Sri Lanka to seek World Bank support alongside IMF lending program – sources

Members of the Sri Lankan army stand guard at a Ceylon Petroleum Corporation gas station to help stations distribute oil during the fuel crisis, in Colombo, Sri Lanka, March 22, 2022. REUTERS/Dinuka Liyanawatte/File Photo

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COLOMBO/NEW DELHI, March 24 (Reuters) – Sri Lanka will seek help from the World Bank to avert a severe economic crisis, in addition to an International Monetary Fund (IMF) rescue package to be discussed next month , two sources said.

A 70% drop in foreign exchange reserves since January 2020 has left Sri Lanka struggling to pay for essential imports, including food and fuel, leading to growing unrest and even military deployments at gas stations. Read more

Holding paltry reserves of $2.31 billion in February, the country must pay off about $4 billion in debt over the rest of this year, including a $1 billion international sovereign bond that matures in July.

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To find a way out of the crisis, Finance Minister Basil Rajapaksa will travel to Washington DC next month for talks with the IMF as well as World Bank officials, two sources with direct knowledge told Reuters. plans.

“What we need is fiscal support,” said one of the sources, referring to the financial assistance the Sri Lankan government will seek from the World Bank.

The source was unable to provide the extent of World Bank assistance that Sri Lanka might request.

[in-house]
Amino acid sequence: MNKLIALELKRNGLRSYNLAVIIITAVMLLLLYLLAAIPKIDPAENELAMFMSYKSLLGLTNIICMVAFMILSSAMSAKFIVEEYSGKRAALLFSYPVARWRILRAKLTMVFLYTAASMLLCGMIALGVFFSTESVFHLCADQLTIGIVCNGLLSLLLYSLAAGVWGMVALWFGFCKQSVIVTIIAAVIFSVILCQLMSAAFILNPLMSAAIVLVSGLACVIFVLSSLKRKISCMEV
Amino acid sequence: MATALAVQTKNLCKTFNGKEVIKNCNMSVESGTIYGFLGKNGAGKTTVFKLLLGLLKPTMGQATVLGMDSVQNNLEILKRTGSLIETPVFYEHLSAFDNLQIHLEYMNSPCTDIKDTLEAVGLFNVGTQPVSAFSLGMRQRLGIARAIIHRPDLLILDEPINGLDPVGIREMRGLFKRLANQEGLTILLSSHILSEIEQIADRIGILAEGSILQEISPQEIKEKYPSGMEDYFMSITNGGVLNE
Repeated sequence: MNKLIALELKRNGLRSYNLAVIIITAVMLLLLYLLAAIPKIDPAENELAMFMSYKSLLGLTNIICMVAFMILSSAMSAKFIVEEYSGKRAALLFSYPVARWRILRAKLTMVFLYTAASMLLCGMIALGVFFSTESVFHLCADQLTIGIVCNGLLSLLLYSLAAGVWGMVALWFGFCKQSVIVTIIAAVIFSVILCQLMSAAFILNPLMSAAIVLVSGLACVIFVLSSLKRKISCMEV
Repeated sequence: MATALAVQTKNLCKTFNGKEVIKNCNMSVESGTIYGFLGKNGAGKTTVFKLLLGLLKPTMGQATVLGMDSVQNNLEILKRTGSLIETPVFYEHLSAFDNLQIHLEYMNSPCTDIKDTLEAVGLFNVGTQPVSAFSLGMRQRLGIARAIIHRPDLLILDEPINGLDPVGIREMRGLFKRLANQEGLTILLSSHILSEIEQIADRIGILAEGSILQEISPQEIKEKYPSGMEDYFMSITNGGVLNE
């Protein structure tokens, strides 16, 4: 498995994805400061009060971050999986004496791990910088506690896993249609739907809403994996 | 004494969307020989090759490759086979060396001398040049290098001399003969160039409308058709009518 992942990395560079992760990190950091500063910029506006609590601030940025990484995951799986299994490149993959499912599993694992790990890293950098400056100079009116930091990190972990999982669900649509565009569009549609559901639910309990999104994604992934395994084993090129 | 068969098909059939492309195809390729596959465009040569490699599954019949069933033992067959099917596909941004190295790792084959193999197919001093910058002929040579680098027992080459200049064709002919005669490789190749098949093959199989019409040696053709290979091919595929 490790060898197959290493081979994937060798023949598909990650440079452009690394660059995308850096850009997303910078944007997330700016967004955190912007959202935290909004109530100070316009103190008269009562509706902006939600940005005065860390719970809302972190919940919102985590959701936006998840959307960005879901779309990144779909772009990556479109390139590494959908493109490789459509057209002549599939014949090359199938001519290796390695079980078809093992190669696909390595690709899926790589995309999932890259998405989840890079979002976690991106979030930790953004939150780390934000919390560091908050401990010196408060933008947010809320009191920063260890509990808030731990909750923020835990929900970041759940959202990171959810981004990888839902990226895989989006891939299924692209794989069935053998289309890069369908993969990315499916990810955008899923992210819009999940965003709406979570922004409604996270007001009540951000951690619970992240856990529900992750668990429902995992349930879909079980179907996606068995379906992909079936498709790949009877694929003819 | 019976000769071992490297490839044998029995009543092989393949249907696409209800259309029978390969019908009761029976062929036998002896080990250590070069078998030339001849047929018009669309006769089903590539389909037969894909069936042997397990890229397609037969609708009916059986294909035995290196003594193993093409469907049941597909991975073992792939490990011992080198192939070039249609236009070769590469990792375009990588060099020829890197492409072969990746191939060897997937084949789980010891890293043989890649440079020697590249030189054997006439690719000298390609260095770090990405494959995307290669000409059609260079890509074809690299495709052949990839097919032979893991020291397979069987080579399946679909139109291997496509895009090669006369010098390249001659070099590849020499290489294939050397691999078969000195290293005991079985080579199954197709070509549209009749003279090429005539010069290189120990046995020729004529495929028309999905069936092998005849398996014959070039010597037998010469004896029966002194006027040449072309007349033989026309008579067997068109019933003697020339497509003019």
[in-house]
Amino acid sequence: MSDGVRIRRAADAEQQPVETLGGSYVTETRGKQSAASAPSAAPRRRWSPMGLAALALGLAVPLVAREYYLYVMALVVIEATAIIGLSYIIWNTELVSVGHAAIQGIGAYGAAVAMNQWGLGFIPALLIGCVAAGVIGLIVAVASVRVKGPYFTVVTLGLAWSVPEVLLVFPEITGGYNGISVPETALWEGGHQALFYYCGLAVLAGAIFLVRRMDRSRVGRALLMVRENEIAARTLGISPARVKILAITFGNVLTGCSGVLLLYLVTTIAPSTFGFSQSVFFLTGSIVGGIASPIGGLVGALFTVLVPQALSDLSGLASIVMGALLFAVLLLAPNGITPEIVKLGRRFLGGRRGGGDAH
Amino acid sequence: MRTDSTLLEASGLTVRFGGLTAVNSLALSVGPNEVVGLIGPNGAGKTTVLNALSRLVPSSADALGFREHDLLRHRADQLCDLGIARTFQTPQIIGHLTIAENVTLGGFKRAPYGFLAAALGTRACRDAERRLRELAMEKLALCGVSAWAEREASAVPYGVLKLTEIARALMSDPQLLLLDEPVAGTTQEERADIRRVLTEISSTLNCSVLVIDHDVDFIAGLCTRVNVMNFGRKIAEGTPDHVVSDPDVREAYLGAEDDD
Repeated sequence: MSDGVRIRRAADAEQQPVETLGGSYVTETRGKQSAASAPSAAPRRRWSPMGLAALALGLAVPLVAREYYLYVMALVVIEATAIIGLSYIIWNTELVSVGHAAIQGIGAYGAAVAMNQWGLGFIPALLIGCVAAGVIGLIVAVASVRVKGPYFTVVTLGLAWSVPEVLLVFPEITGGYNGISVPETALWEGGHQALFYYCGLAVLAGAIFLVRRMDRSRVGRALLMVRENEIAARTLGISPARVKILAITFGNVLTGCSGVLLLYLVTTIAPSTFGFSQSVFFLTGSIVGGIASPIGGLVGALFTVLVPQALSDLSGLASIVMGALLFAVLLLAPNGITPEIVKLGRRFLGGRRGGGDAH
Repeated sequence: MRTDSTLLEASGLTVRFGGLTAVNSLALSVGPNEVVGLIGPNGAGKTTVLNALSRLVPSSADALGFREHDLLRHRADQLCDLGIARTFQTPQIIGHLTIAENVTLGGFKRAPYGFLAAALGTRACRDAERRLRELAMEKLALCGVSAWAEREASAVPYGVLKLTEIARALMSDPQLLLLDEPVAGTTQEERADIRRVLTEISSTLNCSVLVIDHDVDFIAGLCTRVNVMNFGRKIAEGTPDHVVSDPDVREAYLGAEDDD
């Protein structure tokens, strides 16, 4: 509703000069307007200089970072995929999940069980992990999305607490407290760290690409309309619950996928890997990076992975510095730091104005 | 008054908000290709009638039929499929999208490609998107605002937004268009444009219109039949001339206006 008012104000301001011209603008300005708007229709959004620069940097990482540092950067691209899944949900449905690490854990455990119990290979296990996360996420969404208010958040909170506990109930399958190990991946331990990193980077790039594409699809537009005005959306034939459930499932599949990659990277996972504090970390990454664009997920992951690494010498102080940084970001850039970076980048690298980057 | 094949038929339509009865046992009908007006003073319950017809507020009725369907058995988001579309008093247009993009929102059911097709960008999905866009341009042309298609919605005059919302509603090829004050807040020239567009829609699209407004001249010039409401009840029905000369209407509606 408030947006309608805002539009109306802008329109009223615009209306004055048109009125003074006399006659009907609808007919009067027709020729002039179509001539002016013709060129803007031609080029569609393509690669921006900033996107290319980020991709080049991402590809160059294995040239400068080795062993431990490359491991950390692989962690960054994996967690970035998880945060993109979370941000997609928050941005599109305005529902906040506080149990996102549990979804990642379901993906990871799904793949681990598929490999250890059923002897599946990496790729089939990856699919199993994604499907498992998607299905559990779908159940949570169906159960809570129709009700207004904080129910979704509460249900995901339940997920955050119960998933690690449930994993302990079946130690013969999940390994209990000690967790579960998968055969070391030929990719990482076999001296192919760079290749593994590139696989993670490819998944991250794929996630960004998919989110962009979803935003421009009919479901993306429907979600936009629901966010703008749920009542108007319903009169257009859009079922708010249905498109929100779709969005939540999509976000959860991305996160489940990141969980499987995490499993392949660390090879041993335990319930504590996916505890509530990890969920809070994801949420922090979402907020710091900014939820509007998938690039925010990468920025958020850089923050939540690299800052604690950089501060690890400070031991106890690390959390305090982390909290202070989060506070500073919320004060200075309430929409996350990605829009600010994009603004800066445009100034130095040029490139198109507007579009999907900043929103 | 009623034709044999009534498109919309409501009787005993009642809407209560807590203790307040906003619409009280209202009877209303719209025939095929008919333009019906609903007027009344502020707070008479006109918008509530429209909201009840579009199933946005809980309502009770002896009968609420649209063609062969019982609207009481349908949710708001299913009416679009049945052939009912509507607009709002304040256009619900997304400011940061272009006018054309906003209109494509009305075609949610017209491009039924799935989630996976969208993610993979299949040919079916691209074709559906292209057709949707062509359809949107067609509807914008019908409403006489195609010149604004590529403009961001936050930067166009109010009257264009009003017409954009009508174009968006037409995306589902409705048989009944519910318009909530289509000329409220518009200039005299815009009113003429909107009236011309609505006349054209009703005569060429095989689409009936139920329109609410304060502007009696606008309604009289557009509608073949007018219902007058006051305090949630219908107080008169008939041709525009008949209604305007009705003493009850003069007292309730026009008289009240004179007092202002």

The World Bank typically extends support to boost exports, improve economic competitiveness and foster growth, analysts said.

In heavily indebted Argentina, for example, the World Bank is working to approve a $2 billion loan package for 2022 that includes support for infrastructure, health, social inclusion and development projects. ‘environment.

The two sources, who declined to be named because the discussions were confidential, said such assistance would likely come after Sri Lanka entered into an IMF-backed lending programme.

In response to questions from Reuters, the World Bank said it was not currently in talks with Sri Lanka to provide budget support.

“We are engaging with the authorities to identify a comprehensive program of structural reform needed to ensure sustainable growth, and around which such support might be possible in the future,” the World Bank said.

Sri Lanka’s finance ministry did not respond to a request for comment.


The amount of funding would depend on specific targets set by an IMF program as well as Sri Lanka’s trade and fiscal deficits, analysts said, estimating an annual need of up to $3 billion from multiple multilateral and bilateral sources.

“If they have a credible IMF program, there will be a period, maybe six months to a year, maybe two, where it will be pretty damn tough,” the second source said.

“So how are people going to survive? This is where institutions like the World Bank will step in with budget support.

An IMF program will likely focus on external debt restructuring, greater exchange rate flexibility and better-targeted subsidies, which could hit the poor, analysts say.

Transparent energy pricing is also likely to drive up fuel and electricity costs.

The World Bank could promote direct transfer of grants, push green energy and build human capital through improvements in health, education and social protection, the second source said.

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Reporting by Uditha Jayasinghe and Devjyot Ghoshal; Editing by Sanjeev Miglani and Bradley Perrett

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